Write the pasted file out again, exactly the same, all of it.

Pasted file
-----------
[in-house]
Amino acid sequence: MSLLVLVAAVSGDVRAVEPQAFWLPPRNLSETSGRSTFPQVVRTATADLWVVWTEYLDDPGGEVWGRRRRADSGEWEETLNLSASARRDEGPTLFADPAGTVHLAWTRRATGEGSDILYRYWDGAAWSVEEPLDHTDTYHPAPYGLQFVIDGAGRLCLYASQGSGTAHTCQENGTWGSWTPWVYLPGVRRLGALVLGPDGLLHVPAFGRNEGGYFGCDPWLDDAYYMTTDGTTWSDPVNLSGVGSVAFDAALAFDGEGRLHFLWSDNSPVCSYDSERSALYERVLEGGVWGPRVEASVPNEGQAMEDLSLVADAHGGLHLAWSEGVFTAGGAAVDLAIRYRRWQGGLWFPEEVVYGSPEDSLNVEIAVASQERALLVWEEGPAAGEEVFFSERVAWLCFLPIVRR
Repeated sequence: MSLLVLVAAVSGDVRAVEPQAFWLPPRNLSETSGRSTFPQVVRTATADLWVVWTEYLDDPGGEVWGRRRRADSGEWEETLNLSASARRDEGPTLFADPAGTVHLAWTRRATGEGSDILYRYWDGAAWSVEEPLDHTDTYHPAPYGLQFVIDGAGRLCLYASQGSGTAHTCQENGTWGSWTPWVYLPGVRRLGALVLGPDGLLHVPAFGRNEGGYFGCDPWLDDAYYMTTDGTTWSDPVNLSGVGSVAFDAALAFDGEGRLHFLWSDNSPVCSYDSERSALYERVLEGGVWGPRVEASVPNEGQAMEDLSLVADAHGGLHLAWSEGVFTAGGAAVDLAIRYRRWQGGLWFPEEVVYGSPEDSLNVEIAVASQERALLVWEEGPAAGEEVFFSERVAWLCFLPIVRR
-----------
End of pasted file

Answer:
[in-house]
Amino acid sequence: MSLLVLVAAVSGDVRAVEPQAFWLPPRNLSETSGRSTFPQVVRTATADLWVVWTEYLDDPGGEVWGRRRRADSGEWEETLNLSASARRDEGPTLFADPAGTVHLAWTRRATGEGSDILYRYWDGAAWSVEEPLDHTDTYHPAPYGLQFVIDGAGRLCLYASQGSGTAHTCQENGTWGSWTPWVYLPGVRRLGALVLGPDGLLHVPAFGRNEGGYFGCDPWLDDAYYMTTDGTTWSDPVNLSGVGSVAFDAALAFDGEGRLHFLWSDNSPVCSYDSERSALYERVLEGGVWGPRVEASVPNEGQAMEDLSLVADAHGGLHLAWSEGVFTAGGAAVDLAIRYRRWQGGLWFPEEVVYGSPEDSLNVEIAVASQERALLVWEEGPAAGEEVFFSERVAWLCFLPIVRR
Repeated sequence: MSLLVLVAAVSGDVRAVEPQAFWLPPRNLSETSGRSTFPQVVRTATADLWVVWTEYLDDPGGEVWGRRRRADSGEWEETLNLSASARRDEGPTLFADPAGTVHLAWTRRATGEGSDILYRYWDGAAWSVEEPLDHTDTYHPAPYGLQFVIDGAGRLCLYASQGSGTAHTCQENGTWGSWTPWVYLPGVRRLGALVLGPDGLLHVPAFGRNEGGYFGCDPWLDDAYYMTTDGTTWSDPVNLSGVGSVAFDAALAFDGEGRLHFLWSDNSPVCSYDSERSALYERVLEGGVWGPRVEASVPNEGQAMEDLSLVADAHGGLHLAWSEGVFTAGGAAVDLAIRYRRWQGGLWFPEEVVYGSPEDSLNVEIAVASQERALLVWEEGPAAGEEVFFSERVAWLCFLPIVRR